United Nations Security Council Resolution 660, adopted on August 2, 1990, after noting its alarm of the invasion of Kuwait by Iraq, the Council condemned the invasion and demanded Iraq withdraw immediately and unconditionally to positions as they were on August 1, 1990.

Yemen called upon Iraq and Kuwait to enter into immediate negotiations to resolve their differences, thanking the Arab League for its efforts. Talks between both sides broke down the day before in Jeddah, Saudi Arabia. The Council also decided to meet again as necessary to ensure compliance with the current resolution.

The resolution was adopted by 14 votes to none, while Yemen did not participate in voting. It was the first of twelve resolutions on the conflict passed in 1990.

In United Nations Security Council Resolution 661, adopted on August 6, 1990, reaffirming Resolution 660 (1990) and noting Iraq's refusal to comply with it and Kuwait's right of self-defence, the Council took steps to implement international sanctions on Iraq under Chapter VII of the United Nations Charter. This was the second resolution by the Security Council over the invasion of Kuwait.

The Council therefore decided that states should prevent:

(a) the import of all products and commodities originating in Iraq or Kuwait;
(b) any activities by their nationals or in their territories that would promote the export of products originating in Iraq or Kuwait, as well as the transfer of funds to either country for the purposes of such activities;
(c) the sale of weapons or other military equipment to Iraq and Kuwait, excluding humanitarian aid;
(d) the availability of funds or other financial or economic resources to either country, or to any commercial, industrial or public utility operating within them, except for medical or humanitarian purposes.

Resolution 661 called on all member states, including non-members of the United Nations, to act strictly in accordance with the resolution, and decided to establish a Committee of the Security Council consisting of all members of the Council, to examine reports by the Secretary-General Javier Pérez de Cuéllar on the situation and seek information from states on the action they are taking to implement Resolution 661, requesting they all co-operate with the Committee.

Finally, the Council stressed that the sanctions regime imposed should not affect assistance given to the legitimate Government of Kuwait. The resolution was adopted by 13 votes to none, while Cuba and Yemen abstained from voting.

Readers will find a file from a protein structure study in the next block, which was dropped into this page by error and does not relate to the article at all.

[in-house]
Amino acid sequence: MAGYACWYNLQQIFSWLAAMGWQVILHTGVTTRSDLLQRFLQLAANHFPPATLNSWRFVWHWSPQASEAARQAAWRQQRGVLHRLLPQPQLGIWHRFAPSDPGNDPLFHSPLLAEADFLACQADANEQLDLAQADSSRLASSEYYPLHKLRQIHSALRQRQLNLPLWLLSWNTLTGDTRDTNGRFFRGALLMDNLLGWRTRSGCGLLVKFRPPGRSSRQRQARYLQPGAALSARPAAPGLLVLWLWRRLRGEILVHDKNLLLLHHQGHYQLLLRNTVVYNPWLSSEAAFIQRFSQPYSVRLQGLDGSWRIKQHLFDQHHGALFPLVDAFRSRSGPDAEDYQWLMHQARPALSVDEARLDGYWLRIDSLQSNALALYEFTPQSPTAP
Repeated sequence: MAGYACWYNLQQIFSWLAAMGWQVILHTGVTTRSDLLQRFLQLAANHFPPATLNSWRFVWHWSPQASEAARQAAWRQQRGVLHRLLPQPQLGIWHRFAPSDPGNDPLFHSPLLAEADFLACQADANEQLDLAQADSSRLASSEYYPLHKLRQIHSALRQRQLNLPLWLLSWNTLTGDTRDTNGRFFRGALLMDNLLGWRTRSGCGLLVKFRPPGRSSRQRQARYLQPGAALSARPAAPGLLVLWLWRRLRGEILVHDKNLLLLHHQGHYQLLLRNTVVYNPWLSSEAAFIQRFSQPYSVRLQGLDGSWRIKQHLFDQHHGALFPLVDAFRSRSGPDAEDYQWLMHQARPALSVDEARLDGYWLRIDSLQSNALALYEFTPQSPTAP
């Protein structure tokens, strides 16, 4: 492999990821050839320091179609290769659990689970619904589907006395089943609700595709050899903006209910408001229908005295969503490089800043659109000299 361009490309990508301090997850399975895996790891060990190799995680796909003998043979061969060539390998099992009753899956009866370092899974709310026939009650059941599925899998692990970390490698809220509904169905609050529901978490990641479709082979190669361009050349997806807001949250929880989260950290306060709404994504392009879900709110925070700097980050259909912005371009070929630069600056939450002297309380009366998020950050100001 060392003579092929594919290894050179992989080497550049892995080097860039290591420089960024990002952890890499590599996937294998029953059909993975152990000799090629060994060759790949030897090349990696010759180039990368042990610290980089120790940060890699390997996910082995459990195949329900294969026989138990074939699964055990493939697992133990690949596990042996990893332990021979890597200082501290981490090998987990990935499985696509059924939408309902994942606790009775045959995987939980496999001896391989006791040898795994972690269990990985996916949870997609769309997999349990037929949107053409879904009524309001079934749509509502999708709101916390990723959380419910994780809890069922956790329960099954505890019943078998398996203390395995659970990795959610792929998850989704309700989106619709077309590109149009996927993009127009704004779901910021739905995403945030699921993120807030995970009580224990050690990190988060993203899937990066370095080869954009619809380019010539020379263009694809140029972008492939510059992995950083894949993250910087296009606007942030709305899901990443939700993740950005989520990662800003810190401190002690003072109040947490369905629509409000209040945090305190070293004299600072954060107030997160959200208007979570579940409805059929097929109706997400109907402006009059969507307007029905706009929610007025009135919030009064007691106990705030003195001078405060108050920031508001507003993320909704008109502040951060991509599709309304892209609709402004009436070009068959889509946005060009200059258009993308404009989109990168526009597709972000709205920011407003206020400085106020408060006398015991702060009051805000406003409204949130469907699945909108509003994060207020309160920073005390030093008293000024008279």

After the end of the Gulf War and the Iraqi withdrawal from Kuwait, the sanctions were linked to removal of weapons of mass destruction by Resolution 687 (1991). The effects of government policy and the sanctions regime led to hyperinflation, widespread poverty and malnutrition.

United Nations Security Council Resolution 665, adopted on August 25, 1990, after demanding the full and immediate implementation of resolutions 660, 661, 662 and 664, the Council authorised a naval blockade to enforce the embargo against Iraq, in the aftermath of its invasion of Kuwait on August 2, 1990.

On 6 August 1990, after the Iraqi invasion of Kuwait, the Security Council adopted Resolution 661 (1990) which imposed economic sanctions on Iraq, providing for a full trade embargo, excluding medical supplies, food and other items of humanitarian necessity, these to be determined by the Security Council sanctions committee. After authorising the naval blockade, the Council invited Member States to co-operate with one another, and with the Military Staff Committee, to ensure compliance with the provisions of Resolution 661 (1990). It also requested the Secretary-General to report back to the Council on developments in the situation.

Resolution 665 was adopted by 13 votes to none, with two abstentions from Cuba and Yemen. It avoided invoking the authority and purview of the Council under Article 42, Chapter VII, which would make the blockade legally enforceable.